My entry in the "Ambitious Failure" blog-a-thon at This Savage Art...
There are many ways to achieve heroism or villainy in the world of comic books. One can be an alien (too many examples to mention), involuntarily exposed to radiation (Spider-Man), motivated by revenge (Batman), or able to put others ahead of oneself (the Silver Surfer, who is of course also an alien). But what if you found out you were a hero the whole time but hadn't been taking advantage of your gifts? That's the premise of M. Night Shyamalan's Unbreakable (2000), a film that attempts to put a comic book "origin story" into the real world.
We know David Dunn (Bruce Willis) is unhappy from the get-go, because in the opening scene of Unbreakable he slips off his wedding band to try to pick up a woman he meets on the train. A few minutes later that train crashes, killing everyone on board except the amazingly uninjured David. David's wife Audrey (Robin Wright Penn) and son Joseph (Spencer Treat Clark) are glad to see him, but David's home life isn't going well. He and Audrey are sleeping in separate bedrooms (for reasons never clearly explained) and he had been on the train in the first place returning from an out-of-town job interview. Not long after David goes back to work as a security guard (a job with obvious metaphorical implications) he's contacted by Elijah (Samuel L. Jackson), a comic book store owner who views David's survival of the crash as a portent of his heroism and indeed his invulnerability.
David is of course skeptical, but a series of events lead him to accept his destiny. One of the best scenes in Unbreakable, and may be the sweetest scene in the whole Shyamalan canon proves David's strength. While weightlifting David discovers Joseph has put more weight on the bar than he's accustomed to. Joseph promises to take weight off but instead adds more, which David again lifts successfully. As David becomes more aware of his own strength, he and Joseph continue to add more weight until there are paint cans dangling from the bar.
Much of Unbreakable has the "airless" feel that runs throughout Shyamalan's work, and here we begin to consider the reasons for the film's failure. All the actors except Samuel L. Jackson (including Willis) seem a little dazed, no one is quite up to normal speed. Shyamalan never lets up on the mood of foreboding and eventually we become anesthetized to it. The climactic scene in which David rescues children who have been victims of a home invasion is dragged out far too long and lacks a sense of David's fear or surprise at his own abilities.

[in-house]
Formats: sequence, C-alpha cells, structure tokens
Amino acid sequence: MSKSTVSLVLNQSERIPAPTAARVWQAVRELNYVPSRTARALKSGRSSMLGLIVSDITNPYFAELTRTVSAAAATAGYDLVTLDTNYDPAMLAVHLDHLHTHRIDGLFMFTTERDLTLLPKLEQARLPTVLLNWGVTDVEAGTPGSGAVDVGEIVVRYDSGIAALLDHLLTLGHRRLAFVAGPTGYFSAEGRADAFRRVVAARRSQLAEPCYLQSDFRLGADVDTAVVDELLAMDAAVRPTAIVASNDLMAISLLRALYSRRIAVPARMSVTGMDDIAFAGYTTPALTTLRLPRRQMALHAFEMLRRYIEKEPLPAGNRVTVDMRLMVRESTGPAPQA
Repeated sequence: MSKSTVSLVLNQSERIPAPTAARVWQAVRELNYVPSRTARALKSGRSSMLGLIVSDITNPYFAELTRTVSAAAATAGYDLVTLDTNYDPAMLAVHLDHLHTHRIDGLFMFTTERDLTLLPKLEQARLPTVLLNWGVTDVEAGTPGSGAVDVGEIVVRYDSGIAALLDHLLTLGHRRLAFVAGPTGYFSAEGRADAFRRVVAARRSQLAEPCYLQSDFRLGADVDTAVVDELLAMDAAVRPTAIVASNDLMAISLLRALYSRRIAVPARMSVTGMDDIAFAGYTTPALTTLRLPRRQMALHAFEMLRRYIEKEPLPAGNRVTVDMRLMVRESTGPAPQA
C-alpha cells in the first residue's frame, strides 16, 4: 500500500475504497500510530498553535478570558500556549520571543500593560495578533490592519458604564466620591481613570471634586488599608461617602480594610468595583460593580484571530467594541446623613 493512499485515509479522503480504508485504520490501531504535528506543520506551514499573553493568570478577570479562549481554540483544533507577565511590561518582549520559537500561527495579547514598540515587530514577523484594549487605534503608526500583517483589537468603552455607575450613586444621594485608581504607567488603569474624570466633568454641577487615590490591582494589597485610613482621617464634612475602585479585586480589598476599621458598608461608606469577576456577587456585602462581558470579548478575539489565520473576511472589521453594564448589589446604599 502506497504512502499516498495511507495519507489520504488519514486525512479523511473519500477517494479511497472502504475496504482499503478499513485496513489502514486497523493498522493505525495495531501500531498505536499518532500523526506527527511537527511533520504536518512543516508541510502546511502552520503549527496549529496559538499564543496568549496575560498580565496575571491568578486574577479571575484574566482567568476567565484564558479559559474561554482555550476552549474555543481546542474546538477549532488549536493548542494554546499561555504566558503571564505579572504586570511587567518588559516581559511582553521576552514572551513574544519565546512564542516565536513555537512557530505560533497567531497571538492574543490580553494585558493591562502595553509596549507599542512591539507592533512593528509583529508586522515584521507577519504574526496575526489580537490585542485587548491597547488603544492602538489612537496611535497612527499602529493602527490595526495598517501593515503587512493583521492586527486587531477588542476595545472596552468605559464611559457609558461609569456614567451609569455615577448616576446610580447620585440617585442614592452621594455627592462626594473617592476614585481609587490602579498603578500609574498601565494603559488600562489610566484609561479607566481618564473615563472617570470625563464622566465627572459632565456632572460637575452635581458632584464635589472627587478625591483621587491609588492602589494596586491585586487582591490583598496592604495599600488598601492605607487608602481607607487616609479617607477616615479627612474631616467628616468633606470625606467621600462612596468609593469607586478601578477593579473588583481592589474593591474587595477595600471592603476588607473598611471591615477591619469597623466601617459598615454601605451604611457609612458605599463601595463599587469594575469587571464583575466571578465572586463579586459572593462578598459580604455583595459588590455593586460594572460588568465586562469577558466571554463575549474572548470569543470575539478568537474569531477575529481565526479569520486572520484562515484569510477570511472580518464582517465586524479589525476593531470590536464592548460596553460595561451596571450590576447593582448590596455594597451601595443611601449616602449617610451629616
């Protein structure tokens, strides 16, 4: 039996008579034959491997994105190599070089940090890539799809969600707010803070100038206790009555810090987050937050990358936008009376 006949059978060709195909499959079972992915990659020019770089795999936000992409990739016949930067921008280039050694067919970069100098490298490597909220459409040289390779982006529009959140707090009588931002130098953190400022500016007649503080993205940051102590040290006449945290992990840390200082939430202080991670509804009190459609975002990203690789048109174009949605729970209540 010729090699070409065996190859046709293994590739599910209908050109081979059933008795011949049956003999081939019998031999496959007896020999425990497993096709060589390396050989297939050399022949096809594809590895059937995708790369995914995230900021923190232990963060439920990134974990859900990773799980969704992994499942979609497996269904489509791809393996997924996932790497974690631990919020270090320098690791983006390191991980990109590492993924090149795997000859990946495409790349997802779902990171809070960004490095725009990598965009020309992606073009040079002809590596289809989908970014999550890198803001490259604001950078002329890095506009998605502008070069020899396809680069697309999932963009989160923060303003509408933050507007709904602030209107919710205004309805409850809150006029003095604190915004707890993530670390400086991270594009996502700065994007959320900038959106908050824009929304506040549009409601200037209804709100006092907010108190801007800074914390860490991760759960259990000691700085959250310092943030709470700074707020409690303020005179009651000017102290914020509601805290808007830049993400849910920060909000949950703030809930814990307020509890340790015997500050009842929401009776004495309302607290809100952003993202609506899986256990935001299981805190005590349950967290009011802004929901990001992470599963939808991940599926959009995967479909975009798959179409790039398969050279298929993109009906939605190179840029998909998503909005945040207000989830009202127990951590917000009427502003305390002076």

M. Night Shyamalan was riding high after The Sixth Sense (Unbreakable was his follow up) and at the time it was said he envisioned Unbreakable as the first of a trilogy. The Sixth Sense was of course sold on the basis of it's twist ending, and in Unbreakable we get a similar conceit. David's telepathic abilities have manifested and a handshake with Elijah reveals the comic-book dealer (wheelchair bound due to a brittle bone disease) to be a terrorist who has engineered a plane crash, a hotel fire, and David's train crash in a quest to find a "sole survivor" who is "miraculously unharmed." Only the quest for a hero will cement Elijah's self-image as a villain. Unbreakable ends on an open-ended note, as a word of advice to aspiring screenwriters I'll say here that a fiction film should never end with titles on the screen describing the character's fate.
Shyamalan planned (plans?) to revisit these characters, and Unbreakable frustrates as it ends just when David accepts his fate and the Elijah-David adversarial relationship begins. But of course the failure of Unbreakable is based largely on expectations. I'd argue that the premise of Unbreakable is considerably more original than any of Shyamalan's other films, and that the presence of a strong hero and villain makes the film play better than say, Lady in the Water. But the mother and child so developed in The Sixth Sense are pushed into the background here; no disrespect to Robin Wright Penn or Spencer Treat Clark, who both perform well. Clark is every bit as good as Haley Joel Osment in The Sixth Sense, but he's a little older (or at least reads that way) and thus there's no cuteness factor. We were expecting a twist that resolves everything (instead of one that leaves us wanting more) and fraught emotional relationships, but Willis' reticence is overdone; he's in his own world.
I'd also say the lack of scares doomed Unbreakable, thought for me the scariest thing in The Sixth Sense is still vomiting Mischa Barton. After Unbreakable Shyamalan has gone on to attempt bigger and bigger statements in each film with diminishing returns. Was his biggest ambition to be a fanboy, and wasn't that enough?